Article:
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Read the news of the day in less than 10 minutes — not that we’re counting.
Larry Krasner isn’t the DA yet. But he’s got big plans.
The newly-anointed Democratic nominee for District Attorney of Philadelphia held his first press conference today since winning the primary Tuesday, laying out how he won, his vision for the office, and, of course, that feud with the police union. You can watch the full video here; we’ll recap six highlights below:
1. Day 1: ‘The death penalty issue is easy’
Krasner still has to win the general election in November before he can make the change he’s seeking, but in a city with a 7-to-1 Democratic voter registration advantage, he’s probably going to be the next district attorney.
And he’s got plans for his first moves in office. Krasner said the “death penalty issue is easy,” saying that on day one he will cease any seeking of the death penalty for first-degree murder cases. The second issue, he said, is recruiting job candidates to fill positions in his office, and he said he’s open to attracting candidates not just locally, but from across the country.
After that? Krasner said he’ll start working to address the mass incarceration problem — Philadelphia has the highest incarceration rate of any Northeast city — by reviewing sentencing structures and expanding diversionary programs.
2. ‘Stop lighting money on fire.’
In his first formal press conference since winning the primary, Krasner talked about schools and public education reform; those are not often expressed as leading priorities for a chief law enforcement officer. Krasner’s convinced that overspending on mass incarceration takes away critical funding that he feels could be used to prop up the city’s long-struggling public school system.
He said he’s looking forward to working with progressive legislators “who are supportive of education reform, improving funding, better public education for kids, like the public education I had, you know, a good one?”
But what’s the DA’s role in that? “Stop lighting money on fire,” he said, adding that there’s been a “drastic misallocation of resources.”
“We have been throwing money in a very political way toward mass incarceration,” he said. “And every time we do that, we’re taking money away from things that can actually prevent crime, like public education.”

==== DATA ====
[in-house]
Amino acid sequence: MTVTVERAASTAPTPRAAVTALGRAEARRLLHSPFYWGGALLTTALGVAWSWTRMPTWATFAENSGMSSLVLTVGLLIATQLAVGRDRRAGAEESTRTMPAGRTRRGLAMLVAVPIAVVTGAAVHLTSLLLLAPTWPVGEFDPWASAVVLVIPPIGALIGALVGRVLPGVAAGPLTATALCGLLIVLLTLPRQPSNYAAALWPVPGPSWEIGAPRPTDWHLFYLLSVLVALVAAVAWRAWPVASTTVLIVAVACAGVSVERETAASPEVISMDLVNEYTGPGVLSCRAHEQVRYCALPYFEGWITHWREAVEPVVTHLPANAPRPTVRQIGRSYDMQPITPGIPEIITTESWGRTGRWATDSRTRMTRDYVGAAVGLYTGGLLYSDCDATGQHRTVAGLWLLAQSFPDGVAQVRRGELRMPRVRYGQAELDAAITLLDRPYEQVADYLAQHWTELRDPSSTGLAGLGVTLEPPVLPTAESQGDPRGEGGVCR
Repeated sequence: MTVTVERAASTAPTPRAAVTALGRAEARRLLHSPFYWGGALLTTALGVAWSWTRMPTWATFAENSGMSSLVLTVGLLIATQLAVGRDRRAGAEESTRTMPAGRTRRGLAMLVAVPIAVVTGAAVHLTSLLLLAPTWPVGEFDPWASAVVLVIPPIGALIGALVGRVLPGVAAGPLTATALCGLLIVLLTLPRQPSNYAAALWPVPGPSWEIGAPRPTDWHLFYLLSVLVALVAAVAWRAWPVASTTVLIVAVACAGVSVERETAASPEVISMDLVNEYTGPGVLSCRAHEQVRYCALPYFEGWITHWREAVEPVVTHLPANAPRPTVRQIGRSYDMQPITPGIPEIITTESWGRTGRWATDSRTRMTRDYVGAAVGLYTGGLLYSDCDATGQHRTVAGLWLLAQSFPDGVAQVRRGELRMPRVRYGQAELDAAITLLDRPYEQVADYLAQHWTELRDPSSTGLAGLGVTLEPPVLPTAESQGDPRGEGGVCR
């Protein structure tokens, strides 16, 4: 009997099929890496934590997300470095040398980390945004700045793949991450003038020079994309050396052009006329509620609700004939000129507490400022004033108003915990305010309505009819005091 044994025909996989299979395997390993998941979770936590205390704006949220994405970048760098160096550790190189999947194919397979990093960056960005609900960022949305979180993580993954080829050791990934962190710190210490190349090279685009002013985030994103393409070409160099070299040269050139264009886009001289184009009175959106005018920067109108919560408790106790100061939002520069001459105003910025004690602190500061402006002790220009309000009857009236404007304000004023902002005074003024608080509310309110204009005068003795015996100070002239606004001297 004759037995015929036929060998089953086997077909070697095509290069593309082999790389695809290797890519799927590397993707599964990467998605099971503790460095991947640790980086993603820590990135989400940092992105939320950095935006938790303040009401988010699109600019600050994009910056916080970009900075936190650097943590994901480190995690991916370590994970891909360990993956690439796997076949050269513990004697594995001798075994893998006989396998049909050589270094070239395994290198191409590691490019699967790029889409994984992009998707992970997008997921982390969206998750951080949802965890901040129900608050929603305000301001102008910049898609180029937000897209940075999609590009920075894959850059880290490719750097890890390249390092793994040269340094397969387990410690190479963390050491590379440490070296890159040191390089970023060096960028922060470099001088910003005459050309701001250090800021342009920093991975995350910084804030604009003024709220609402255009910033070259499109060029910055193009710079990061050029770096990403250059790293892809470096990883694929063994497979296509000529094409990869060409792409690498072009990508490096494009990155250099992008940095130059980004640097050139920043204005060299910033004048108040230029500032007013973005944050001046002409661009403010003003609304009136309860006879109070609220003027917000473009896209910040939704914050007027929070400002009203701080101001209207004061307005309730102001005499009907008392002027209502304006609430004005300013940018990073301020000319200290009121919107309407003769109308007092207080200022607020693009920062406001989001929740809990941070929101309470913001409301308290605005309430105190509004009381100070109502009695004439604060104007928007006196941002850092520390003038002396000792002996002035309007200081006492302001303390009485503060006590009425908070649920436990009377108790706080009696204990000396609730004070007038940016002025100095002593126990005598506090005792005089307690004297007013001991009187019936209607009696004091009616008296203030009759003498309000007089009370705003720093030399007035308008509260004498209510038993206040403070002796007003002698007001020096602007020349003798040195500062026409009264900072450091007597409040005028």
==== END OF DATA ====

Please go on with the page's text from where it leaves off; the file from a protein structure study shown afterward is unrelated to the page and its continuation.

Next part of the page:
3. Union heads ‘don’t control what the police do.’
The Fraternal Order of Police, Lodge 5 (AKA the Philadelphia Police union) endorsed Rich Negrin for district attorney, and it’s safe to say Krasner was probably at the bottom of their DA wish list. He’s spent his career criticizing policing tactics and the criminal justice system and has filed dozens of lawsuits against the police.
So naturally, the union ain’t happy. FOP Lodge 5 President John McNesby told The Inquirer today that “his election to that position would be catastrophic to the department and the community as a whole.” Krasner said he’s “extremely optimistic” he’ll be able to work with police.
“I am delighted about working with the rank and file,” Krasner said. “If the union chooses to work with the district attorney, that’s fine. But they don’t control what the police do.”
Though McNesby told The Inquirer that the FOP would be willing to meet with Krasner and hear him out, Krasner said he hasn’t yet reached out to the union but “would be happy to meet with them.” Though he did say he spoke earlier today with Police Commissioner Richard Ross, who Krasner called “genuinely progressive” and said he had a “very constructive conversation with” Ross.
4. ‘My strategy was to say exactly what I believe’
How’d Krasner pull off the win? Some have speculated his support could be part of a progressive wave in response to President Donald Trump’s administration and Attorney General Jeff Sessions (To whom Krasner referred multiple times Wednesday afternoon by his full given name: “Jefferson Beauregard Sessions.”). And Krasner didn’t deny that enthusiasm probably helped him.
But he said he was also successful because he was able to drum up broad-based support from groups and institutions across the city. He told stories of driving around the city with progressive council members who support him. And he said this wasn’t simply a case of “traditional top-down politics,” but was instead supporters using their networks effectively.
“Where there is a will and where there is a team, there’s a way to progress,” he said, adding later: “My strategy was to say exactly what I believe.”
5. ‘I didn’t take a dime.’
Liberal billionaire George Soros dumped more than a million dollars into the Philadelphia district attorney’s race to support Krasner, who has before criticized Citizens United and railed against politicians who accept dark money. So he took some heat for being so publicly propped up by a well-known mega-donor from outside the city.
But Krasner said today that he wants the public to know that he “didn’t take a dime” from Soros, “not one penny from any super PAC.” What he means is that Soros and the super PAC he’s linked with funded the Krasner support ads on their own.
6. ‘I’m not really interested in politics.’
Krasner for prez? Not any time soon. The Democratic nominee for DA said he’s not interested in running for mayor or governor in the future. Quite frankly, he said, he’s “not really interested in politics.”